Thursday, June 05, 2014

Transparency, Confidentiality and PopUUlism

Believe me, I know nothing about the Starr King situation beyond what everybody else knows. I have read the same public statements  by the incoming President, the Board Chair, and the attorneys representing the students whose degrees were granted conditionally.

I am aware, though, that I don't really want to know more. I have an actual fear of knowing more. I suspect that if I find out more, I will find that somebody I respect, admire or have hopes in will have behaved badly. I don't want to find that out. It will shake up my little world.

Many express pain and sorrow over the situation.  Is that an anticipatory grief over a feared loss of innocence?

Turning from this particular situation to a broader view:

UU institutions, down to the level of individual congregations, want to have "transparent" governing processes.  It's part of being democratic. Yet many of the biggest decisions being made are personnel decisions: searching, hiring, evaluating, firing people. It is obligatory that those processes are kept confidential.

So, you end up with confidential transactions in the center of a transparent process: a glass box containing a black box.

If there is not overall trust in the institutions and in the leadership, it doesn't work. But when in UULand, is there ever that kind of trust?

There is a persistent anti-authoritarianism in UU culture (I hereby dub it "PopUUlism")
that believes that an elite manipulates our process somewhere inside that black box of confidentiality, no matter how transparent the rest of the process is.

While knowing nothing about the particulars of this case, I suspect that the larger issue involved is the conflict between transparency and confidentiality in the poisonous UU atmosphere of distrust. Whatever comes of this story, I suspect that we will see it again and again, even in local congregations.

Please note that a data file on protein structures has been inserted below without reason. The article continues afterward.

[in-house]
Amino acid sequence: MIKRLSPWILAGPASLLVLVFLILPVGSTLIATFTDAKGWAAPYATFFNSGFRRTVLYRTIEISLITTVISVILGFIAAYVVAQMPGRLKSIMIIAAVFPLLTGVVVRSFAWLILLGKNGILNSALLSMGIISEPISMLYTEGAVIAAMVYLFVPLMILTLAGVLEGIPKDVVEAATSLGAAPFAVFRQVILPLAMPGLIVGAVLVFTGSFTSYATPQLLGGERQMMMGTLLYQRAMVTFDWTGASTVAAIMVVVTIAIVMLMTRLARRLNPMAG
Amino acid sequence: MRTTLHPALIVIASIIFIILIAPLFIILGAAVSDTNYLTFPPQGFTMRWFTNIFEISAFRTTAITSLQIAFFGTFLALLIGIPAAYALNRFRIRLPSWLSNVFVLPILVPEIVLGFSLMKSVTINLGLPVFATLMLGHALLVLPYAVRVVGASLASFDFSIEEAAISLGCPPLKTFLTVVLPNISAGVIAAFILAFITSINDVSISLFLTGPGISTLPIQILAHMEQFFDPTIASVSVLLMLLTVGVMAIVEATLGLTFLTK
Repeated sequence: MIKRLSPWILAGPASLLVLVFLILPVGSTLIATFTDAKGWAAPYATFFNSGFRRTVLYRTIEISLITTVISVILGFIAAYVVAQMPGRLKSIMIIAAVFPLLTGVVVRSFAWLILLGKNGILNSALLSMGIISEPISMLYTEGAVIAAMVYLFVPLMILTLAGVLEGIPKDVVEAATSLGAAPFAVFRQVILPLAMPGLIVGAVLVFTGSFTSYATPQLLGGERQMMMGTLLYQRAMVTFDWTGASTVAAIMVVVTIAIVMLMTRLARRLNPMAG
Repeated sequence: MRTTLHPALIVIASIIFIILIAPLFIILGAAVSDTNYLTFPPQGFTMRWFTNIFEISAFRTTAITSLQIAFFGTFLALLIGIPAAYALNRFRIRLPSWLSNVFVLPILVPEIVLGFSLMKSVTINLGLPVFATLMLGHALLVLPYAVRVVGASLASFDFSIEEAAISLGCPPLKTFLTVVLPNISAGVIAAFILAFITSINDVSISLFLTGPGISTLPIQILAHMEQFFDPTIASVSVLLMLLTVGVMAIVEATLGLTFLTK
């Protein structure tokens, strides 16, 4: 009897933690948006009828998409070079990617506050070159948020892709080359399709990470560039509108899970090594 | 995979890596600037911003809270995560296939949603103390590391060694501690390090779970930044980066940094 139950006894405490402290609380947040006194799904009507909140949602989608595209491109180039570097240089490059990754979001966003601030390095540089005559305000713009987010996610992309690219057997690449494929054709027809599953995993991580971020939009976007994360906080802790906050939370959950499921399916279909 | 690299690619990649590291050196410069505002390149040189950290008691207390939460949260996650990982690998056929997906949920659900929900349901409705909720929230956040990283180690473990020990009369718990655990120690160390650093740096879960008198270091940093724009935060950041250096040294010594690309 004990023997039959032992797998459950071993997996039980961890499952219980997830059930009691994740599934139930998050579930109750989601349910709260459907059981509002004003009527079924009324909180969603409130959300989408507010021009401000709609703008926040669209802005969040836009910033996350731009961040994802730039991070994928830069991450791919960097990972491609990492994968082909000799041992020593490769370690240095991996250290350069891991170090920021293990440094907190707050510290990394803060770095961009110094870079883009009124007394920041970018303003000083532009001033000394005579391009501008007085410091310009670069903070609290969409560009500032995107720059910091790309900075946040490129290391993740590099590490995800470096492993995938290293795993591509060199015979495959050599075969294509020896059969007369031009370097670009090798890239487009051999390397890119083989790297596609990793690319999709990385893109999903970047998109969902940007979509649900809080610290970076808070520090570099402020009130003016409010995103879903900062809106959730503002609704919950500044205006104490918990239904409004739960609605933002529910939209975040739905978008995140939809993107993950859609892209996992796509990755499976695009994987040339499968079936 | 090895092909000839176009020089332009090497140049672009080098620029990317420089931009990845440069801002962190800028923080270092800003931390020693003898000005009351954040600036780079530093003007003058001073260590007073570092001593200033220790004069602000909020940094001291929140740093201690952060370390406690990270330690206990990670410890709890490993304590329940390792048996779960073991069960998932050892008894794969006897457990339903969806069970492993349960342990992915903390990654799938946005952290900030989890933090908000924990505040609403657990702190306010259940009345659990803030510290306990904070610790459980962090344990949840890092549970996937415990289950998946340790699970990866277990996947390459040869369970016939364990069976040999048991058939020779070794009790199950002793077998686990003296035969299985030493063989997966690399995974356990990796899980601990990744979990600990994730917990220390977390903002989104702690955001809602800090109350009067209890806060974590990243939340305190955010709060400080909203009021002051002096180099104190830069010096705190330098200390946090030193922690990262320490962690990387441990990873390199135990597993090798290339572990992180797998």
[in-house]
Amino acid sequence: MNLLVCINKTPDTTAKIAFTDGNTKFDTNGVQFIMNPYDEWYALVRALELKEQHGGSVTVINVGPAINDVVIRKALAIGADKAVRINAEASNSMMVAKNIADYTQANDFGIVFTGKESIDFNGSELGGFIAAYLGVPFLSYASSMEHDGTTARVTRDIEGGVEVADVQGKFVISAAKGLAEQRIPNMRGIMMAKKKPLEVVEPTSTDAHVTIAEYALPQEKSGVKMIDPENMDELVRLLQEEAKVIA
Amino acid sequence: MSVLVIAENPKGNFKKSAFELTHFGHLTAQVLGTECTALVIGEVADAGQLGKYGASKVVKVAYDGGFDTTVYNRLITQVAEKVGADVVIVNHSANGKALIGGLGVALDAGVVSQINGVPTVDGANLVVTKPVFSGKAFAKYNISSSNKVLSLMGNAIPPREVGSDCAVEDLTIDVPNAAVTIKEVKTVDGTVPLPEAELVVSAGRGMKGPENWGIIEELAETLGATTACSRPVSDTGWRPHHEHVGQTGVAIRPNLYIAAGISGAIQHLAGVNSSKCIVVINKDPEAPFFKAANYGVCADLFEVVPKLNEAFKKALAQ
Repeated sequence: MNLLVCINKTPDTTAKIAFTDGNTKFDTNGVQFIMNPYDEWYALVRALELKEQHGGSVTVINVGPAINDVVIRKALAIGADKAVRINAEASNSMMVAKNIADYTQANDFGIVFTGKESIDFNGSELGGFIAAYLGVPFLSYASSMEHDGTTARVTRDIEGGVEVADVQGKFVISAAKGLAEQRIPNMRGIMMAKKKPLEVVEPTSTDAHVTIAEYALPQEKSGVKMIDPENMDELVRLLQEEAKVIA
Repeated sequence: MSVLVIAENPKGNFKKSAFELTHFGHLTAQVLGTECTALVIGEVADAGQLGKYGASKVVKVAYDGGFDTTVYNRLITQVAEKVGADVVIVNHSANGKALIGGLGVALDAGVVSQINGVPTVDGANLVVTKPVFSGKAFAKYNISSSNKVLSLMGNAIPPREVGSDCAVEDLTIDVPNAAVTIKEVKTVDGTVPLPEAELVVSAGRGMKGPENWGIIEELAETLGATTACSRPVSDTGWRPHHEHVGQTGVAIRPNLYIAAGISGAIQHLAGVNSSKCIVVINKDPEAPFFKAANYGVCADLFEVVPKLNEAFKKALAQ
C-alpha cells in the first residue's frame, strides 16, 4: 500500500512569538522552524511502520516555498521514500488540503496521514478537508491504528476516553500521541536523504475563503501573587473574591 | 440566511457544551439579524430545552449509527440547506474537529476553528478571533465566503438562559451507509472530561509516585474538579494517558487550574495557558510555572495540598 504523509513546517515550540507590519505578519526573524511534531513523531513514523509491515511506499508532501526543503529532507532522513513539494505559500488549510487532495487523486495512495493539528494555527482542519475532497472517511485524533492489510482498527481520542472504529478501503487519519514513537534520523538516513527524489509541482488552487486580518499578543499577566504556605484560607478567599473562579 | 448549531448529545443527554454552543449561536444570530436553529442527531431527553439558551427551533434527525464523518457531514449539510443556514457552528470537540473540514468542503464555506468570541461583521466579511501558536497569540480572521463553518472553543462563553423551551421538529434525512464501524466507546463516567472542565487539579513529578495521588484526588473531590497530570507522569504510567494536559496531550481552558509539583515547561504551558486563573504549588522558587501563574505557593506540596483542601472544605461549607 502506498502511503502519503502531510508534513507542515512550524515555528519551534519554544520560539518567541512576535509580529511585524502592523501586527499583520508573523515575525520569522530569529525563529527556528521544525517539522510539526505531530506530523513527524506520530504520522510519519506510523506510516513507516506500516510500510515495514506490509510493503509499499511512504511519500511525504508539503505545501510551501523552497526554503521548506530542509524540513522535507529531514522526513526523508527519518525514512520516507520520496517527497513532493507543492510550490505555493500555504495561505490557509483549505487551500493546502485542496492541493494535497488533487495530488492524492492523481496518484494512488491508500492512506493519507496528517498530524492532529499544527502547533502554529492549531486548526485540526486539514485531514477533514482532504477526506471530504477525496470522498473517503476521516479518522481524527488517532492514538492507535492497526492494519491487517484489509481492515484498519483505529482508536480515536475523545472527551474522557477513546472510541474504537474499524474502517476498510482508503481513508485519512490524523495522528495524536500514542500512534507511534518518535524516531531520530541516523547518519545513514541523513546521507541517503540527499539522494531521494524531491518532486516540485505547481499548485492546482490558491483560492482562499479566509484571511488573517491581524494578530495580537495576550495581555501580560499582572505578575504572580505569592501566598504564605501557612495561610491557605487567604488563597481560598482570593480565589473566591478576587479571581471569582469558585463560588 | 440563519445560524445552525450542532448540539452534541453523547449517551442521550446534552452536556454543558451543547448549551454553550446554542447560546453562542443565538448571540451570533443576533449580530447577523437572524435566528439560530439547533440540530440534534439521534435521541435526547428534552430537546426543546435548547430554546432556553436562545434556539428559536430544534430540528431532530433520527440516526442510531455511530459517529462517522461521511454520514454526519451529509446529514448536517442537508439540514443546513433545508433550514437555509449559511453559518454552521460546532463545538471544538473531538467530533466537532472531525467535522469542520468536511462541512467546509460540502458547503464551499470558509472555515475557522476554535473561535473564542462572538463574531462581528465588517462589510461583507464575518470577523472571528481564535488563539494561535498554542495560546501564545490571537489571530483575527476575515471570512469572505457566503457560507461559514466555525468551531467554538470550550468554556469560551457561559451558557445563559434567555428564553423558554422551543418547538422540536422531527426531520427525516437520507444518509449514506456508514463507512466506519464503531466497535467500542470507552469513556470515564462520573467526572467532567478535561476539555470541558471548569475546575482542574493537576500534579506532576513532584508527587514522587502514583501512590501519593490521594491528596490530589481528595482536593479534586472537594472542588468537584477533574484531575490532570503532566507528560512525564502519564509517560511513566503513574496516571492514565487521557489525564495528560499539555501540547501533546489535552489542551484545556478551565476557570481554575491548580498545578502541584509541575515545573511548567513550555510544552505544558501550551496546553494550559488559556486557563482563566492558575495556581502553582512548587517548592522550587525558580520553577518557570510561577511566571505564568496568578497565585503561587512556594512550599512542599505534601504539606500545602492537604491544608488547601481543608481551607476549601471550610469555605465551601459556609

19 comments:

Cynthia Landrum said...

Oh, that innocence was lost long ago, because not only will we see it again and again, we've seen it before and before. Thus the pain and sorrow. And expressing sorrow just because people I know and love are in pain over this. It's sad for a president who should be retiring amidst praise and thanks and celebration, sad for a president who should be coming in on a wave of hope and excitement, sad for students who should be graduating and going off to start their internships or ministries. There's plenty of room for sadness.

stechjo said...

There are never any winners in a situation like his. I believe Tom has hit the nail squarely.

Sam said...

Just want to add from the perspective of the Open UUA Committee that we are developing criteria for what should be transparent and open and what should not. No question for us about transparency here in a search process for exactly the reasons of what happened.

And nobody is without flaws. Each of us has people who don't like us and are willing to tell someone else about it. I have made mistakes that will be with me for the rest of my days. And I have done some good and helped some people and maybe even said something creative and original on occasion. Institutional work is less than perfect and messy. Maybe UUs need to lower their expectations of what institutions can achieve while at the same time striving for making them work well and supporting them generously. More and more I am with Jesus - judge not lest ye be judged.

John A Arkansawyer said...

Another very useful article which once again pushes a button: There is a profound and meaningful difference between being against authority and being anti-authoritarian.

You confuse them in writing; those you criticize confuse them in practice. I think you mostly criticize them rightly; perhaps more clarity from you on this point might help them take your criticism to heart.

Buffy said...

It's a hard truth about the kind of folks we tend to draw, that they have a very low level of trust in the leadership of any of our institutions. You can post the minutes in a dozen places and people will still accuse the governing board of not communicating. I think that people mistakenly believe that a democracy means everyone has to discuss and weigh in on every decision. If that's so, why hire or elect leaders? It's so very frustrating in our little microcosm, this popUUlism - and thanks for the word, Tom.